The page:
COLORADO SPRINGS — Thanks to the e-learning migration school districts have made during COVID-19, they're more ready than ever to do the same when it comes to inclement weather.
"Last year was a tough one, we had a lot of early snow days last year," Pueblo County District 70 spokesperson Todd Seip said.
In D70, early snowfalls make things tricky.
"We had three or four in just October alone last year and that really ate them up early," Seip said.
It's not that they don't expect the snow.
"We always try to build in a certain number of extra minutes into our calendars so that would cover maybe four, sometimes six extra days off," he said.
But there's just been too much lately.
"Even into February we were already changing our calendars for school," Seip said. "Starting a little earlier, ending a little later."
But then, COVID-19 hit and classes moved online.
"We are still kind of learning all the intricacies of Schoology, that's our online platform," he said. "We're starting our third week right now."
But even once in person classes can resume, that platform isn't going anywhere.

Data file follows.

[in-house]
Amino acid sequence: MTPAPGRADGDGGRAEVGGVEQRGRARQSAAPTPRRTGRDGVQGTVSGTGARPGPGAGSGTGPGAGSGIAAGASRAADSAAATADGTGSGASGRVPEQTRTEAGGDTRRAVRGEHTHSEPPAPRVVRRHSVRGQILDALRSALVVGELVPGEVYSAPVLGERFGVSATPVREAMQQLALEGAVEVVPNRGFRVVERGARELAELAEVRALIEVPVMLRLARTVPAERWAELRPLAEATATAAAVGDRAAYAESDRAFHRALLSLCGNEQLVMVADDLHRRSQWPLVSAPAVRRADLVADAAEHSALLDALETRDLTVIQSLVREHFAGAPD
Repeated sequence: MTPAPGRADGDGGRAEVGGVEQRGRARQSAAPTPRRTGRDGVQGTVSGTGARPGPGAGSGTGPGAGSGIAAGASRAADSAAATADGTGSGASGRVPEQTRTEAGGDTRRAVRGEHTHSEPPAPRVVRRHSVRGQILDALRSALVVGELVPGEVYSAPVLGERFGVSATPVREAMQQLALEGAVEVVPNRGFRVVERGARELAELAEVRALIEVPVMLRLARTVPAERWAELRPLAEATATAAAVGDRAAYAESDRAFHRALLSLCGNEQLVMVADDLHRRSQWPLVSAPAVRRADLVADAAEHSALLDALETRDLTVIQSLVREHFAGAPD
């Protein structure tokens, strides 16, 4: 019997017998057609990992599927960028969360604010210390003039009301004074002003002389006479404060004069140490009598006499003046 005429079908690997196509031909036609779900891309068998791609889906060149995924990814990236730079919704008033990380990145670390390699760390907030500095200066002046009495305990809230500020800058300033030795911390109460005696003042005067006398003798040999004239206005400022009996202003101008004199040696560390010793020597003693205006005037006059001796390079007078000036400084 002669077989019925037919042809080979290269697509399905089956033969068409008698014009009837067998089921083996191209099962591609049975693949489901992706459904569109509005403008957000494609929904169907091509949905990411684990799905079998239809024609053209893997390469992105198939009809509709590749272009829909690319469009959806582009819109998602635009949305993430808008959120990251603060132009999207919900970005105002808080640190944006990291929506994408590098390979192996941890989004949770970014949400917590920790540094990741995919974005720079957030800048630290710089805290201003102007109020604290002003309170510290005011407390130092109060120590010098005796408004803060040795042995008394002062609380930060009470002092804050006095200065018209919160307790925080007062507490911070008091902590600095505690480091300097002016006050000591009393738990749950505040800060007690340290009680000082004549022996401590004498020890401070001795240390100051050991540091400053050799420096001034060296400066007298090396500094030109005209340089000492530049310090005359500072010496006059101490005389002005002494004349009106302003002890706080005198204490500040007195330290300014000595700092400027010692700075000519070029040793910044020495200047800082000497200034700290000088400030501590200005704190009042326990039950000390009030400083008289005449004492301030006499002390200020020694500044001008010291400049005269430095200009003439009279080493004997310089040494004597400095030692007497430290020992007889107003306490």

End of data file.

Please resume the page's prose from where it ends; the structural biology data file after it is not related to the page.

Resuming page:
"We plan to continue to use schoology in the future," he said.
On days like Tuesday, it could come in handy.
"We will use it any time we have to close a school, whether it be a weather-related event, it could be a security issue," Seip said.
And D70 is not alone.
"We are still discussing some of the nuances of inclement weather days," Colorado Springs Distrct 11 spokesperson Devra Ashby said. "This early weather has actually prompted us to start discussing some of the more defined plans."
Those plans could include e-learning when the weather gets bad.
"At this point, for any full closures, our students would most likely have a remote learning day," Ashby said. "Teachers would teach remotely, as well."